I am working on my next album. I have equipment lying all over the place in several totally different locations. In one corner of my apartment I have “little” Eurorack set up and for the sample of the track above Im using a Korg SuperDrums DDM110 for beats and sync. Your also hearing a Noise Engineering Basimilus Iteritas through a Synthesis Technology E440 which has it’s filter controlled by a Make Noise Pressure Points and transpose controlled by a Flame Tame Machine. Now to do some vocals…
“Where does all this leave the DDM110? Not realistic enough to satisfy people who want a drum machine to act as a convenient substitute for a real drummer, not considered ‘classic’ enough to command the extortionate prices paid by retro enthusiasts for just about anything 15 years old with a Roland badge and no MIDI port. This ‘half-way’ status, coupled with its more eccentric qualities, is enough to place the DDM110 in the ‘love it or hate it’ oddity category. I personally gravitate towards the former opinion.” – Sound on Sound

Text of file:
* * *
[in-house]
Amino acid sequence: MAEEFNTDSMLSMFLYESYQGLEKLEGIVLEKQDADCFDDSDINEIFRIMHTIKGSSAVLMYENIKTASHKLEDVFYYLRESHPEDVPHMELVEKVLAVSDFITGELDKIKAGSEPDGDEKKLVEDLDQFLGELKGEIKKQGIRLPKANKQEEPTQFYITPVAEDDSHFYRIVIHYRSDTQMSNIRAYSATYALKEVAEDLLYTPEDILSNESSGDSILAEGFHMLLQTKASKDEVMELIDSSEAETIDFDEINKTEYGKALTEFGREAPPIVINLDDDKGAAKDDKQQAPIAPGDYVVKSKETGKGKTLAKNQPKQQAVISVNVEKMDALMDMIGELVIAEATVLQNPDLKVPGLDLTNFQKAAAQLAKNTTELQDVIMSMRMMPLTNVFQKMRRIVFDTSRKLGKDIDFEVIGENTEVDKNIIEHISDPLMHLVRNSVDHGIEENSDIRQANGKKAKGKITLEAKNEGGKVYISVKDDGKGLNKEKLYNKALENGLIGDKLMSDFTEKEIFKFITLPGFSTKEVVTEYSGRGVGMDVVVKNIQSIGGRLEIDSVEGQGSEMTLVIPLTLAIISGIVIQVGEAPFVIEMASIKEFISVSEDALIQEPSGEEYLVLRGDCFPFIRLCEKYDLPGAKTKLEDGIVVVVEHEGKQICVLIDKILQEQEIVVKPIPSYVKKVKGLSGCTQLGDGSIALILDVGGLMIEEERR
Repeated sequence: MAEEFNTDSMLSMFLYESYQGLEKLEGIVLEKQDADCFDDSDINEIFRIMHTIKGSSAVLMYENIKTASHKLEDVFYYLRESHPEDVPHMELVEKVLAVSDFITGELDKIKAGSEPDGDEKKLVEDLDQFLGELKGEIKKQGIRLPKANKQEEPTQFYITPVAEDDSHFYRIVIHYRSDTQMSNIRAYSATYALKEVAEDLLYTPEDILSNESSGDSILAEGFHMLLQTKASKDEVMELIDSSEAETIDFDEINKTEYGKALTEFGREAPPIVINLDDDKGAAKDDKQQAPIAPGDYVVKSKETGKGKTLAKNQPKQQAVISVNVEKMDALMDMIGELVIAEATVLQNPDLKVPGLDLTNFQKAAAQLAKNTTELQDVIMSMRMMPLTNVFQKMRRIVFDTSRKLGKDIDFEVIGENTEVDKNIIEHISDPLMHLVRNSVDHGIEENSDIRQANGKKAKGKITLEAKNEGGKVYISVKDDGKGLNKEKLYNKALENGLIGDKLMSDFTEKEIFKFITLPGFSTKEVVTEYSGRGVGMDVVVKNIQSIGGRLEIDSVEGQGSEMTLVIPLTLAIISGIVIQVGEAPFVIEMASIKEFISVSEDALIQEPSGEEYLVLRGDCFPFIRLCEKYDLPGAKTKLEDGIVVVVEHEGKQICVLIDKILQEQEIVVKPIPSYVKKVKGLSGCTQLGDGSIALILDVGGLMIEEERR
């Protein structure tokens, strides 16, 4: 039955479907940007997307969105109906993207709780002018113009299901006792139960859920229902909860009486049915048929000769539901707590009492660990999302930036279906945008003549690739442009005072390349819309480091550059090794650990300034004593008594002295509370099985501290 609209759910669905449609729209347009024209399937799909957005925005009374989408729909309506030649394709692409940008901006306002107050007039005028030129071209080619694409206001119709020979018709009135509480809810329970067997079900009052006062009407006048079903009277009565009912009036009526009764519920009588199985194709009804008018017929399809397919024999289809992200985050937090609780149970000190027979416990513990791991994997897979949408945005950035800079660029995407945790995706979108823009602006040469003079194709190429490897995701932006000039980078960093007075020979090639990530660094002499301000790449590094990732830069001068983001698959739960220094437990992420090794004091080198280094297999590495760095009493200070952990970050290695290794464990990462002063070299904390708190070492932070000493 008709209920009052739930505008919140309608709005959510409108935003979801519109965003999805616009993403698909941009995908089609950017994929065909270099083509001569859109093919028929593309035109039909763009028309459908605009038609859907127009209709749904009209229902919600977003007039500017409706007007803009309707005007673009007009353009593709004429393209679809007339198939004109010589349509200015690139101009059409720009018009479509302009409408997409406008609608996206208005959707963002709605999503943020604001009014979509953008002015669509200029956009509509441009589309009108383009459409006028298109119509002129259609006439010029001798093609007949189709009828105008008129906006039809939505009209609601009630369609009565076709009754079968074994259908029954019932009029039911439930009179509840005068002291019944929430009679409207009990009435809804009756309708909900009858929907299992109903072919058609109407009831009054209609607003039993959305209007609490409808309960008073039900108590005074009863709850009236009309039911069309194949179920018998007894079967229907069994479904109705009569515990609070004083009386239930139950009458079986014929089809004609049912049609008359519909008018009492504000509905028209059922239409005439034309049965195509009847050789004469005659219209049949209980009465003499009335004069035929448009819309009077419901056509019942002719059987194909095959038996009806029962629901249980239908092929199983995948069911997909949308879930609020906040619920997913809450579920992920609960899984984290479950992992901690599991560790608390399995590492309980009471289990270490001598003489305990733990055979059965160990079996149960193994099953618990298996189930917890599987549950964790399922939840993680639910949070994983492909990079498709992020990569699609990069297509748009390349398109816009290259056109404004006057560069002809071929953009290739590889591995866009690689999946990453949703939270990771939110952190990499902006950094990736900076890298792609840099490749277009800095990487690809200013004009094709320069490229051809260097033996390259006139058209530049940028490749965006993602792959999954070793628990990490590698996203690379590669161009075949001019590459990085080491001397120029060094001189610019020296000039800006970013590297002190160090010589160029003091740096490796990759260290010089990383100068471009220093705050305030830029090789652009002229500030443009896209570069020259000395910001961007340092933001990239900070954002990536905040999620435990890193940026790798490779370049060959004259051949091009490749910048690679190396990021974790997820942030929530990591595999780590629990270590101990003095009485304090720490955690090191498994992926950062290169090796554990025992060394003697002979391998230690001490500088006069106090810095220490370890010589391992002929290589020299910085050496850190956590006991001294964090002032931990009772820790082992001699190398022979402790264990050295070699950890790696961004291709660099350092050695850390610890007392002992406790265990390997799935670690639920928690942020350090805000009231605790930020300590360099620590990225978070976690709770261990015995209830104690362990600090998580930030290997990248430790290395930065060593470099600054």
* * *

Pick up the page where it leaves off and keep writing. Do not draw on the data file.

I grew up loving Lego. Now I’m really into modular synthesizers. Now Korg has released Little Bits. A little random module? A small speaker? The modules are held together by magnets? So fun.
“The new Synth Kit includes an assortment of 12 electronic Bits modules that instantly snap together with magnets to create circuits like those used in KORG’s famous analog synthesizers. Modules included in the Synth Kit are power, oscillator (x2), filter, envelope, delay, keyboard, micro sequencer, mix, split, random, and synth speaker.” – Korg
Here’s a nice EBM or maybe New Beat example of what the Korg Volcas can do. Check out that sick stand too. The performer should be wearing some Liberace style rings.